Assistive Technology

What is Assistive Technology (AT)?

AT is assistive, adaptive, and rehabilitative devices for People with disability or the elderly population. People with disability often have difficulty performing activities of daily living independently, or even with assistance.

For more detailed information on how the NDIA define and fund AT, or how to add AT into your plan, please refer to their AT webpage

Assistive technologies (AT) are physical supports that help you:

do something more easily or safely 
do something you otherwise cannot do because of your disability. 

AT may be included in your NDIS plan if:

  • it meets the reasonable and necessary criteria 
  • it meets your needs 
  • it helps you to pursue your goals.

 


For advice, expertise, training and events as well as an amazing product guide see Assistive Technology Australia



Assistive technology in education is any hardware, software or system of technical components and processes that enhances the capacity for all students to engage more effectively with the curriculum and their learning environment. This can range from “high tech” technology, such as electronic devices or power wheelchairs, to “low tech” devices such as a pencil grip, supportive seat or a simple switch. A great list of tools are on the Edu Qld Website.

Useful Facebook Groups on AT

NDIS low risk AT ideas for kids – This group is for parents to share ideas of low risk AT items they have seen or bought for their children with special needs.

NDIS for Kids – Level 3 and 4 AT discussion group – A place to discuss high risk assistive technology products and applying for them.

Low risk AT for Teens to Adults – Low risk AT ideas for teens and adults where we can share ideas with members from level 1-4.  This group is for families/ carers or yourselves to share ideas of low risk AT items they have seen or bought for their with special needs.

Please note these are not official NDIS groups.

Below is from the 1 January 2022 NDIS Price Guide (page 109)

Low Cost AT to support Capacity Building support delivery

Participants can use their existing NDIS funding to purchase an item if:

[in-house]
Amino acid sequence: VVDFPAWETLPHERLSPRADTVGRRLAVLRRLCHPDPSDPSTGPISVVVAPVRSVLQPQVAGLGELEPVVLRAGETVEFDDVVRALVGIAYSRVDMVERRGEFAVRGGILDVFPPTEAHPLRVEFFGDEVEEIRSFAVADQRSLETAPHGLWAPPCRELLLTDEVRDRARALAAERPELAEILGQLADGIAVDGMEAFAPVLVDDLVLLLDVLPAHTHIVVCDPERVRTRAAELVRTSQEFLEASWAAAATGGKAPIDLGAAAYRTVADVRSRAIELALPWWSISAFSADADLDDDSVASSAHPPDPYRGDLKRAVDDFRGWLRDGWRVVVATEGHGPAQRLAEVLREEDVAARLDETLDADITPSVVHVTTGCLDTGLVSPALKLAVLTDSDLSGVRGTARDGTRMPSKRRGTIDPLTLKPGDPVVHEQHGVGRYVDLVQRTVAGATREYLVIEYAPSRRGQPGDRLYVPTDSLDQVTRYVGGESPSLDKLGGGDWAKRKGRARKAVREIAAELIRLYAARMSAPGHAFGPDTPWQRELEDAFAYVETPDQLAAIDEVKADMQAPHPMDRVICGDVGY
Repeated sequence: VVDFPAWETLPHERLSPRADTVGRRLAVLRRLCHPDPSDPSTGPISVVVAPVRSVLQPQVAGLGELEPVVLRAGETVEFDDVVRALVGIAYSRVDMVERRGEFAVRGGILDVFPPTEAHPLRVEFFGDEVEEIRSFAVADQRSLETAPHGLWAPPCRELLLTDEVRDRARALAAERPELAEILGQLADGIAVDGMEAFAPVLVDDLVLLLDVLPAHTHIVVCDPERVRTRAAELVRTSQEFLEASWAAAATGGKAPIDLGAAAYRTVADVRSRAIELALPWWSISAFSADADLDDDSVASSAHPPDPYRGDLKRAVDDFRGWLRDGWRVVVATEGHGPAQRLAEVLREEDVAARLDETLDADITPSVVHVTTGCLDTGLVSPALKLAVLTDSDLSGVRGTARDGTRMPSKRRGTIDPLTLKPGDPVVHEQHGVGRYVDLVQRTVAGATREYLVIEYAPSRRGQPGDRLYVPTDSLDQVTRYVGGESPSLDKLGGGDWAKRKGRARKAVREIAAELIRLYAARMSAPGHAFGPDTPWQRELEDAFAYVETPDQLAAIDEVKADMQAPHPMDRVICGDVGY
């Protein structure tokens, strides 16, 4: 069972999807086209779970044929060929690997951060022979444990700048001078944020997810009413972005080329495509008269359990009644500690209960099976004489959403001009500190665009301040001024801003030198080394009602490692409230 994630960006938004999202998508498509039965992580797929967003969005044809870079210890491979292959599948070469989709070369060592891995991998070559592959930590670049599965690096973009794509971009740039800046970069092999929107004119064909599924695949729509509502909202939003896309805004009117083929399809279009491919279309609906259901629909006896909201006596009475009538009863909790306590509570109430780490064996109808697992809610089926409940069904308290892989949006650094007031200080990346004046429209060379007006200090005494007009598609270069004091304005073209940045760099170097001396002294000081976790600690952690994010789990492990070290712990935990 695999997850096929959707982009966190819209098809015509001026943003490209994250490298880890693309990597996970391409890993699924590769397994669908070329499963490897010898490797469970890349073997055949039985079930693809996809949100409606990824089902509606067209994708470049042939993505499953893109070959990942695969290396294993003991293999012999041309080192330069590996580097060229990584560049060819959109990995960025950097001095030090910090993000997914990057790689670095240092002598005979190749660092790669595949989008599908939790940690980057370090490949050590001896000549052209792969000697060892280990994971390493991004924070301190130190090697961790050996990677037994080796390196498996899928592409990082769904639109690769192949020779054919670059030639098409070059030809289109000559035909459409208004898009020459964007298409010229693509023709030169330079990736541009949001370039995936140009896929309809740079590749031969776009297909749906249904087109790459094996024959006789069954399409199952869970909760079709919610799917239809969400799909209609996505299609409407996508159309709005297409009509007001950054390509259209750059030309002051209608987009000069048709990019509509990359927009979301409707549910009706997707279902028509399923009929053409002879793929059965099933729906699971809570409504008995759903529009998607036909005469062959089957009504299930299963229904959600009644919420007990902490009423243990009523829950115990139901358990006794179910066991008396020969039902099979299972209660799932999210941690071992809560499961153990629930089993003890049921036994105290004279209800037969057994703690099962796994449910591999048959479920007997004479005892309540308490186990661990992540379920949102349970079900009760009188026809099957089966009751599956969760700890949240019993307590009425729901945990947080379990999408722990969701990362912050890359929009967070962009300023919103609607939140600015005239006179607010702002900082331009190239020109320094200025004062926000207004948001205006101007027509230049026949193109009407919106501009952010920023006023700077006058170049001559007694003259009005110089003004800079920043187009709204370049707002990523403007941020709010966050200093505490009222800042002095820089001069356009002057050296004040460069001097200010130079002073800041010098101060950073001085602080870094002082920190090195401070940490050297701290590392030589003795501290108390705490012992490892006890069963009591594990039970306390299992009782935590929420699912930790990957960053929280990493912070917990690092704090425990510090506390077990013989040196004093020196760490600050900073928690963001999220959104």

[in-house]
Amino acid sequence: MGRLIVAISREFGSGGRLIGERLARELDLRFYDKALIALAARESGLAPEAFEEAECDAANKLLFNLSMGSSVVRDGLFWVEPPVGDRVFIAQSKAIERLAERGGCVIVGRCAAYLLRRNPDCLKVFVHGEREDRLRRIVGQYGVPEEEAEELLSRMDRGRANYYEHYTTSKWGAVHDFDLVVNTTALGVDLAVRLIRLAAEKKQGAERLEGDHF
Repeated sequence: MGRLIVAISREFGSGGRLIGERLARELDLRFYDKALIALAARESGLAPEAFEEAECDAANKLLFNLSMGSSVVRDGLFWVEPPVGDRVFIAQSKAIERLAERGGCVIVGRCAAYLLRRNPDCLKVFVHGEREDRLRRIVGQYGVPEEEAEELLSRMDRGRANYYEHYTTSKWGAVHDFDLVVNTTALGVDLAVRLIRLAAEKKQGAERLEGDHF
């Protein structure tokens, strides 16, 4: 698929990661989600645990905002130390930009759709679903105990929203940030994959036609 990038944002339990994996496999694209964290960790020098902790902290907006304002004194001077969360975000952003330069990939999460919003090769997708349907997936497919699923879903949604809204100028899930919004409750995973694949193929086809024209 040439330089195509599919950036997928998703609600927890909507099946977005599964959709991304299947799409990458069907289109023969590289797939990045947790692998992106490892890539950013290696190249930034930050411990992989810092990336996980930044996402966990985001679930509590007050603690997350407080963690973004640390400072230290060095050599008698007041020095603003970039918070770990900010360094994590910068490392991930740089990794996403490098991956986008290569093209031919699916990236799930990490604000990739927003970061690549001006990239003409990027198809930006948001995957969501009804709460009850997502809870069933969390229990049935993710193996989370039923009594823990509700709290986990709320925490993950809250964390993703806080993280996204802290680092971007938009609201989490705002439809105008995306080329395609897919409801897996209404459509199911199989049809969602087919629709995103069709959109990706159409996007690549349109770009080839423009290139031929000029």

• it will maintain funded NDIS supports like a program, therapy or requirement (for example physiotherapy or Auslan interpreting provided via video conferencing), and
  • the provider of supports has confirmed in writing the device is necessary to continue supports and services while maintaining physical distancing requirements, and
  • it is the lowest specification that will maintain funded supports, and
  • they do not already have the item, another suitable item or access to the item, and
  • the item has not been funded by another service system (such as education), and
  • the item or circumstances are not specifically excluded.

Participants should not spend more than $750 on electronic devices needed to maintain existing services. In the case of computer tablets or iPads for telehealth and care or participating in online video classes, advice from AT specialists is that most NDIS participants will not need more than a standard tablet, which costs no more than $600.

The following items and circumstances are excluded from this policy:

  • The item does not relate to the participants disability. A participant cannot purchase a smart device for entertainment, education, or gaming. A participant cannot purchase fitness equipment not previously used or recommended by the participant’s provider or therapist in existing funded supports.
  • Devices with extra specifications above the basic model. A participant can only purchase device that is fit for purpose for maintaining NDIS funded supports. The NDIS will generally fund the lowest specification. Top of the range specifications can only be justified if they are required as a result of a person’s disability. For example, Therabands and a fitness ball may be sufficient to maintain an exercise program rather than a gym set. In the case of computer solutions, only participants who require ‘head tracking’ and other solutions are likely to need a large screen tablet or iPad, most other participants would only require an entry-level tablet. You should consult a specialised AT provider to advise you on any more complex products before making a purchase.